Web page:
he heroic moment of the siege of Ladysmith was that which witnessed the repulse of the great attack. The epic should have ended at that dramatic instant. But instead of doing so the story falls back to an anticlimax of crowded hospitals, slaughtered horses, and sporadic shell fire. For another six weeks of inactivity the brave garrison endured all the sordid evils which had steadily grown from inconvenience to misfortune and from misfortune to misery. Away in the south they heard the thunder of Buller’s guns, and from the hills round the town they watched with pale faces and bated breath the tragedy of Spion Kop, preserving a firm conviction that a very little more would have transformed it into their salvation. Their hearts sank with the sinking of the cannonade, and rose again with the roar of Vaalkranz. But Vaalkranz also failed them, and they waited on in the majesty of their hunger and their weakness for the help which was to come.
A Shelter in Ladysmith. A. Sutherland. 1900. by Mortimer Menpes. 1901. Watercolor. Source: War Impressions. Click on image to enlarge it.
It has been already narrated how General Buller, slow but indomitable, had made his three attempts for the relief of the city. Undismayed by these successive losses, and inspirited by the cheering news from Lord Roberts on the Kimberley side, the Colenso army now prepared itself for its supreme effort. This time, at least, the soldiers hoped that they would be permitted to [277/278] burst their way to the help of their starving comrades or leave their bones among the hills which had faced them so long. All they asked was a fight to a finish, and now they were about to have one.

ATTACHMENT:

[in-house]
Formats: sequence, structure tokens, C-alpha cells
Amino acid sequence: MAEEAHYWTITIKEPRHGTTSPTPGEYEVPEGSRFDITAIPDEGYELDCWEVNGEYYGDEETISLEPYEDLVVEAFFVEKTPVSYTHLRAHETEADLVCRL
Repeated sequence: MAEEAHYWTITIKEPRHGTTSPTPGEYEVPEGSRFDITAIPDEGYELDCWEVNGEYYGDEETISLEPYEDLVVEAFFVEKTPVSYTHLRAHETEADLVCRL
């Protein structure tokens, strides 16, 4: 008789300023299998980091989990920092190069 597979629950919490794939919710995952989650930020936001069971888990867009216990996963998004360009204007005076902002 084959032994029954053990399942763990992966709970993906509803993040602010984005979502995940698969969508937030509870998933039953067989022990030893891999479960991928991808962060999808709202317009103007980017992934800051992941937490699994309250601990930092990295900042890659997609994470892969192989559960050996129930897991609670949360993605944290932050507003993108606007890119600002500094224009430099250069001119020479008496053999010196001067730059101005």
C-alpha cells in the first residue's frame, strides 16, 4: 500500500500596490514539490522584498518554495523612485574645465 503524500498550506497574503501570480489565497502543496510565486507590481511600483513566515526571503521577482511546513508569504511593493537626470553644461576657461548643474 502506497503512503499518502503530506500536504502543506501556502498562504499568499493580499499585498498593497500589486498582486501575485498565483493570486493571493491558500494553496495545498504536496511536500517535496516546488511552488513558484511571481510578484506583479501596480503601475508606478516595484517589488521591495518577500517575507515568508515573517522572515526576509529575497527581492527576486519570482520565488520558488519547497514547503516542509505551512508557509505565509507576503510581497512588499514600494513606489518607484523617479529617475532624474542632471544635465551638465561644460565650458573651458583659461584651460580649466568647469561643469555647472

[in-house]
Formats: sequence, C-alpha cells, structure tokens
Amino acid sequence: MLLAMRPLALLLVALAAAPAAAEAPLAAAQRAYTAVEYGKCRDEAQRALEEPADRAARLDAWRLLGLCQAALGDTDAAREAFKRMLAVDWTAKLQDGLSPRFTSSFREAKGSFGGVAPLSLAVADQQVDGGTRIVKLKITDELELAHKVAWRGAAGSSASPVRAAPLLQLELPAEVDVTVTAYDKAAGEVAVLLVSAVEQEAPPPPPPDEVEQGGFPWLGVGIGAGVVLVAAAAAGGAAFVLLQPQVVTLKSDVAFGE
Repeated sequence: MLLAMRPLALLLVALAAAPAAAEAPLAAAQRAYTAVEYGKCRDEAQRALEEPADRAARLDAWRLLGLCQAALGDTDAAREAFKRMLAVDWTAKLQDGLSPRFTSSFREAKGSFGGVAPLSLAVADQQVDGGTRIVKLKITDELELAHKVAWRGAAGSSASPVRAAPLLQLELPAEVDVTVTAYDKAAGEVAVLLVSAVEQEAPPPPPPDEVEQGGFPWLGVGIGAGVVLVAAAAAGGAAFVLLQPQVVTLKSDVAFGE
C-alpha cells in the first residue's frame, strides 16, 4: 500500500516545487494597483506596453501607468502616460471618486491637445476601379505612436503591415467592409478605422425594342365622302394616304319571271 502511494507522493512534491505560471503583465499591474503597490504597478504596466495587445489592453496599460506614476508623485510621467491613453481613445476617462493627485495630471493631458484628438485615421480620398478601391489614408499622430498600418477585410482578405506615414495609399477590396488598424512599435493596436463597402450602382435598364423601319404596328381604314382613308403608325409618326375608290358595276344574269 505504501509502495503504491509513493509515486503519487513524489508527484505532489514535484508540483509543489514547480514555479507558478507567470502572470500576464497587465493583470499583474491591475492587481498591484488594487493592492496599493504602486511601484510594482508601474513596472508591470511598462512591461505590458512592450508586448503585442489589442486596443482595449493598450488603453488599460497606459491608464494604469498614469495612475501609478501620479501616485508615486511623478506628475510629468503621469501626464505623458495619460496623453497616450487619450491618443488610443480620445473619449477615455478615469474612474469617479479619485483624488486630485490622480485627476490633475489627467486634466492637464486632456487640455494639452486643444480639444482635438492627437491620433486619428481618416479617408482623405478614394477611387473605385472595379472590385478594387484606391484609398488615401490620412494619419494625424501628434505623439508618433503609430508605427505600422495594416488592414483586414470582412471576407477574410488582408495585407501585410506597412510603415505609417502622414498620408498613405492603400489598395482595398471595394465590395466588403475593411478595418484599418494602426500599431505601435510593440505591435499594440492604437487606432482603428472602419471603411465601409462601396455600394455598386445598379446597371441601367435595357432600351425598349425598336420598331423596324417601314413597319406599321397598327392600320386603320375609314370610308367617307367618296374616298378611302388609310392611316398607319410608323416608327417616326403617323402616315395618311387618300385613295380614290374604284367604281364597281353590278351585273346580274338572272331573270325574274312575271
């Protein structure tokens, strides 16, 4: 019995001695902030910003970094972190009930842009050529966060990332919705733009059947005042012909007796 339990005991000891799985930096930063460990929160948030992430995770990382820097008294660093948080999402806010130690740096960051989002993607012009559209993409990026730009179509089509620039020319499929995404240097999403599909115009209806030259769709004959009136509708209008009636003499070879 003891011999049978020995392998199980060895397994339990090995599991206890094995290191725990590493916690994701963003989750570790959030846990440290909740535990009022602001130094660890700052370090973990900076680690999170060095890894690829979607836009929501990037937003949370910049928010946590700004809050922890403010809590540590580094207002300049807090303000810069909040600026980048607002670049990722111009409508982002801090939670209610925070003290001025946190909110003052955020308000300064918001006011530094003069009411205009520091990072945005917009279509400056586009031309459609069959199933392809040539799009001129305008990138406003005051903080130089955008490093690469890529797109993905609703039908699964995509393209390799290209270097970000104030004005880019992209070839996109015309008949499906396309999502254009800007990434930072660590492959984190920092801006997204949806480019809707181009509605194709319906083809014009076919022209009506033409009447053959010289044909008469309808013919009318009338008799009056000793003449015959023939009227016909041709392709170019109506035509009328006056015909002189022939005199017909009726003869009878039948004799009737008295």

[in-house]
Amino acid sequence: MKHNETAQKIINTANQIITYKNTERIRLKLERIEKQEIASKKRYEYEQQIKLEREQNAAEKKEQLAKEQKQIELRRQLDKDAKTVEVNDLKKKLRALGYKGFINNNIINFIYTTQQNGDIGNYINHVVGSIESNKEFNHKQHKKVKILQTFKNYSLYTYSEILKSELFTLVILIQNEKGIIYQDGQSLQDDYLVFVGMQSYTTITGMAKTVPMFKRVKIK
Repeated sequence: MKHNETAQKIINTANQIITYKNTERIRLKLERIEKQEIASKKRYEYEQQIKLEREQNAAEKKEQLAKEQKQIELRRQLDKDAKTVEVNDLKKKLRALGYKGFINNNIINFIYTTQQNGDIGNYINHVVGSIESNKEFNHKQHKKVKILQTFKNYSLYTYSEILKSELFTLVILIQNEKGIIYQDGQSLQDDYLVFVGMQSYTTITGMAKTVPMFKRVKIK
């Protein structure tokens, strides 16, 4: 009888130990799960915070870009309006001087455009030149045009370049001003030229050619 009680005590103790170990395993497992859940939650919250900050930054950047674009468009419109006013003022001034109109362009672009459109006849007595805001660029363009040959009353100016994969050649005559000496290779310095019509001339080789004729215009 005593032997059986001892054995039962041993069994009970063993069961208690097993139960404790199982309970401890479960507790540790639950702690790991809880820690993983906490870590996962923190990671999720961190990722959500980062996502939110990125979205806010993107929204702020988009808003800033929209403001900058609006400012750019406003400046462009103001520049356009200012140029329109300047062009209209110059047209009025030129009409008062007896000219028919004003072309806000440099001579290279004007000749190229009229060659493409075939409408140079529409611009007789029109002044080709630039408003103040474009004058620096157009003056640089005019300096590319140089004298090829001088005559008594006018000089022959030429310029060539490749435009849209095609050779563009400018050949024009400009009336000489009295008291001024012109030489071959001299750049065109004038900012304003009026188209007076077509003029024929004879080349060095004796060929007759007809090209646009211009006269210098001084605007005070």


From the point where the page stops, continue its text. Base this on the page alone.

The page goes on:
General Buller had tried the Boers’ centre, he had tried their extreme right, and now he was about to try their extreme left. There were some obvious advantages on this side which make it surprising that it was not the first to be attempted. In the first place, the enemy’s which is to the south of the Tugela, so that in case of defeat the river ran behind them. In the second, Hlangwane mountain was the one point from which the Boer position at Colenso could be certainly enfiladed, and therefore the fruits of victory would be greater on that flank than on the other. Finally, the operations could be conducted at no great distance from the railhead, and the force would be exposed to little danger of having its flank attacked or its communications cut, as was the case in the Spion Kop advance. Against these potent considerations there is only to be put the single fact that the turning of the Boer right would threaten the Freestaters' line of retreat. On the whole, the balance of advantage lay entirely with the new attempt, and the whole array advanced to it with a premonition of success. Of all the examples which the war has given of the enduring qualities of the British troops there is none more striking than the absolute confidence and wholehearted delight with which, after three bloody repulses, they set forth upon another venture.